How to Help Teens Work Through Daily Stressors
Is it stress or anxiety?
Have you ever felt paralyzed staring at the big letter “F” on a paper or been told that you’ve got to turn your grades around quick or you won’t get into college? Teens face pressures today that may seem easily solved to adults, but can actually make or break the teen’s mental health. So what is the difference between normal every day stressors and anxiety?
According to the Mental Health Curriculum Organization, “The hallmarks of an anxiety disorder are persistent avoidance and withdrawal where it causes major impairment in your life. That’s more than just a stress response.”
How can parents help?
How can we expect our children to create healthy habits if we are not modeling it for them? By modeling stress-management we are able to show children what it looks like to assimilate through tough circumstances. Even though our instinct is to protect our children from “negativity,” sheltering them from it can promote the exact opposite. They could be left lacking in their ability to navigate the inevitable highs and lows that will come up in throughout life.
As parents and caregivers, we have an important part to play, by adopting our own healthy habits and helping children and teens find stress-managing strategies. These strategies can even be discussed in a group so that the teen can brainstorm their own ideas and implement them into the family’s stress management model.
- Model healthy coping. Caregivers can talk authentically with children about how they’ve thought about and dealt with their own stressful situations.
- Let kids be problem-solvers. It’s natural to want to fix your child’s problems. But when parents swoop in to solve every little glitch, their children don’t have a chance to learn healthy coping skills. Let your children try to solve their low-stakes problems on their own, and they’ll gain confidence that they can deal with stressors and setbacks.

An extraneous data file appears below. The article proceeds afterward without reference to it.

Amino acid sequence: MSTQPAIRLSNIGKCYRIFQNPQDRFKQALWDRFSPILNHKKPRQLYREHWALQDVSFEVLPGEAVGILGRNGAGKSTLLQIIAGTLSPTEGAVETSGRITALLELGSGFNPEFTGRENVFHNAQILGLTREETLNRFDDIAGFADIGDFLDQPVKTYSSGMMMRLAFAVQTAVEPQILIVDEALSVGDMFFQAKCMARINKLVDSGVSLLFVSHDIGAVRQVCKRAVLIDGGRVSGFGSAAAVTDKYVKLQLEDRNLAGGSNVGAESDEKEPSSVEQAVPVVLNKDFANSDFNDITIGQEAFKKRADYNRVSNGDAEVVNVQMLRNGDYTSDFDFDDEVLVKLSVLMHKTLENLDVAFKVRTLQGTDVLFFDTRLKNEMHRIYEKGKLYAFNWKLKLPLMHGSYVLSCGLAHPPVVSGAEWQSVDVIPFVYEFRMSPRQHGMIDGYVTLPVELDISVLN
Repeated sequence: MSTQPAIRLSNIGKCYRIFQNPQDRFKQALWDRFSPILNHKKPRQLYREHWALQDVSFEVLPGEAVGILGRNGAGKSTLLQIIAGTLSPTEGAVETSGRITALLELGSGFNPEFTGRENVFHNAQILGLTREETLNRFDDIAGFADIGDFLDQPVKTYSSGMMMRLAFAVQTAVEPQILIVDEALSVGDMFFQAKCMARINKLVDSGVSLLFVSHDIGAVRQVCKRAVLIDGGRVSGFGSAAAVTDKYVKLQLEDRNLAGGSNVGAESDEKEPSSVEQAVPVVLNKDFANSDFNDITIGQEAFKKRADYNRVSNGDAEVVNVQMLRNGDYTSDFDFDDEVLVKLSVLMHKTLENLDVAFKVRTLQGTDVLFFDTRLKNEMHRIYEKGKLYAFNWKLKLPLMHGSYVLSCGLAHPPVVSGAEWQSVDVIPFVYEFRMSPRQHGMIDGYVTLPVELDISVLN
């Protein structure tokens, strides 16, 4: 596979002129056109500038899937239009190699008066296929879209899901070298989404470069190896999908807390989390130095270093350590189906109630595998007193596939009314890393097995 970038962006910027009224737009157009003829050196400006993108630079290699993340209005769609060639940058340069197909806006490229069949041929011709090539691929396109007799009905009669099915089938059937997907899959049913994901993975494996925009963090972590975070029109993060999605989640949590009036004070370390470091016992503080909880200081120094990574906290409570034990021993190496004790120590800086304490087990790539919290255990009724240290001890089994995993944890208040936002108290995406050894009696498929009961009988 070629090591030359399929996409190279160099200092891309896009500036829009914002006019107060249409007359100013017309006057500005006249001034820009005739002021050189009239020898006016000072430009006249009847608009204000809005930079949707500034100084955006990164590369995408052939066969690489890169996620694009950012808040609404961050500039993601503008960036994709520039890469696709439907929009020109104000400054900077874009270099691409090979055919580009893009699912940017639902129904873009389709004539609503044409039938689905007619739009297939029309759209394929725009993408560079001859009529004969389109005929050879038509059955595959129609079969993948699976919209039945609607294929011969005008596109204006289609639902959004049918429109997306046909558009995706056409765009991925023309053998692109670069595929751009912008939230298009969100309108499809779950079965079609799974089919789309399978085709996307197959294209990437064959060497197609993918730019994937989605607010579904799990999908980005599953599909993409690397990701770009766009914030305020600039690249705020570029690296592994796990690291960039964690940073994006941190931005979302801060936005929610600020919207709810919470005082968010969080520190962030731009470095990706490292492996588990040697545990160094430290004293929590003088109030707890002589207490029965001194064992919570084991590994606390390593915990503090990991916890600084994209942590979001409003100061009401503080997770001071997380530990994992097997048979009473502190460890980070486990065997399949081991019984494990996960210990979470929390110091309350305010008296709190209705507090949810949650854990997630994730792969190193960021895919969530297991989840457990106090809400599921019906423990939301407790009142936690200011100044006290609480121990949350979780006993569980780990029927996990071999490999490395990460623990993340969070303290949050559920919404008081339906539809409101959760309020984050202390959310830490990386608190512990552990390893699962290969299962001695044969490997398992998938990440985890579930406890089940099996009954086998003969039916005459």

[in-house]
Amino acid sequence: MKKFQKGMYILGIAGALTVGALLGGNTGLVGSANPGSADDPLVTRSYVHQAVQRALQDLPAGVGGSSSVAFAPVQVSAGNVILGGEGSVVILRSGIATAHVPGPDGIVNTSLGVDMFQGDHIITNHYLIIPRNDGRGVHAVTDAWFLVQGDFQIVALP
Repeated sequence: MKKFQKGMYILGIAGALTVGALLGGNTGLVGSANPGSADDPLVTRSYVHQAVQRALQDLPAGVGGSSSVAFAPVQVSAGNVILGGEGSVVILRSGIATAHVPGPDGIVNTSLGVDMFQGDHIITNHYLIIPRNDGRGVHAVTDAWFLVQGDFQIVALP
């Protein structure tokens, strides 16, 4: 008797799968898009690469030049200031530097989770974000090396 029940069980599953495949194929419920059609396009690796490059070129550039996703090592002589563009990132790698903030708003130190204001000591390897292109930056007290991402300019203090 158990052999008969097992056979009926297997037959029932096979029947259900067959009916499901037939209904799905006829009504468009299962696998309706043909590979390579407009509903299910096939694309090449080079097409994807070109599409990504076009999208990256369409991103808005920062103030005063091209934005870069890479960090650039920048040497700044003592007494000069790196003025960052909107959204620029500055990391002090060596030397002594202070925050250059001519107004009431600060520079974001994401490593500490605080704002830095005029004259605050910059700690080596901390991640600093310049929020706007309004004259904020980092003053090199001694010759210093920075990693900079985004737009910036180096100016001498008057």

- Promote media literacy. Today’s kids spend a lot of time online, where they can run into questionable content, cyber bullying or the peer pressures of social media. Parents can help by teaching their children to be savvy digital consumers, and by limiting screen time.
- Combat negative thinking. “I’m terrible at math.” “I hate my hair.” “I’ll never make the team. Why try out?” Children and teens can easily fall into the trap of negative thinking. When children use negative self-talk, though, don’t just disagree. Ask them to really think about whether what they say is true, or remind them of times they worked hard and improved. Learning to frame things positively will help them develop resilience to stress.
To read the NY Times Article about how to protect teens emotional well-being, click here.
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